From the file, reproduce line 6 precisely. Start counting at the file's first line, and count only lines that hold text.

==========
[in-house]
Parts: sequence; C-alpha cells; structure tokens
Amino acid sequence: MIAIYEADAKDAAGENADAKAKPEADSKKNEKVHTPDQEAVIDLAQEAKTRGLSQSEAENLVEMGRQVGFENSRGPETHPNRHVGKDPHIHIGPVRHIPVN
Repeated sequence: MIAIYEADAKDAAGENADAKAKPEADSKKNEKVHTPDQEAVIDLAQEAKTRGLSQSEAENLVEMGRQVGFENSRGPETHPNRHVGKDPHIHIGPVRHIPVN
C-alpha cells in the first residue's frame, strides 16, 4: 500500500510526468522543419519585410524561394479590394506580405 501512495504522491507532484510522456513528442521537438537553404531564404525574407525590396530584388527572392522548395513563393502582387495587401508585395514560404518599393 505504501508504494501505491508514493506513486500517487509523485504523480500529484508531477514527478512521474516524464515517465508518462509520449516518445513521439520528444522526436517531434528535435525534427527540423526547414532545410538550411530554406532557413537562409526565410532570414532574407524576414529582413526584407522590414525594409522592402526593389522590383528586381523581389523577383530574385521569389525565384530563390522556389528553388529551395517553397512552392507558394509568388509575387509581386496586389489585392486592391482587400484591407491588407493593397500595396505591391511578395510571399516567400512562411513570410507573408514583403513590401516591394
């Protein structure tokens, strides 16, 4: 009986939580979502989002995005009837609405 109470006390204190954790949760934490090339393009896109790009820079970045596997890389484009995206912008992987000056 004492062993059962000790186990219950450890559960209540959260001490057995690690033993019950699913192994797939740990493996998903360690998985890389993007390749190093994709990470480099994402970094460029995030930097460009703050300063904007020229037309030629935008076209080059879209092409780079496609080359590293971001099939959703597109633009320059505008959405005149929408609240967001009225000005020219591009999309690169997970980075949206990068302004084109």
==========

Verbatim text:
């Protein structure tokens, strides 16, 4: 009986939580979502989002995005009837609405 109470006390204190954790949760934490090339393009896109790009820079970045596997890389484009995206912008992987000056 004492062993059962000790186990219950450890559960209540959260001490057995690690033993019950699913192994797939740990493996998903360690998985890389993007390749190093994709990470480099994402970094460029995030930097460009703050300063904007020229037309030629935008076209080059879209092409780079496609080359590293971001099939959703597109633009320059505008959405005149929408609240967001009225000005020219591009999309690169997970980075949206990068302004084109």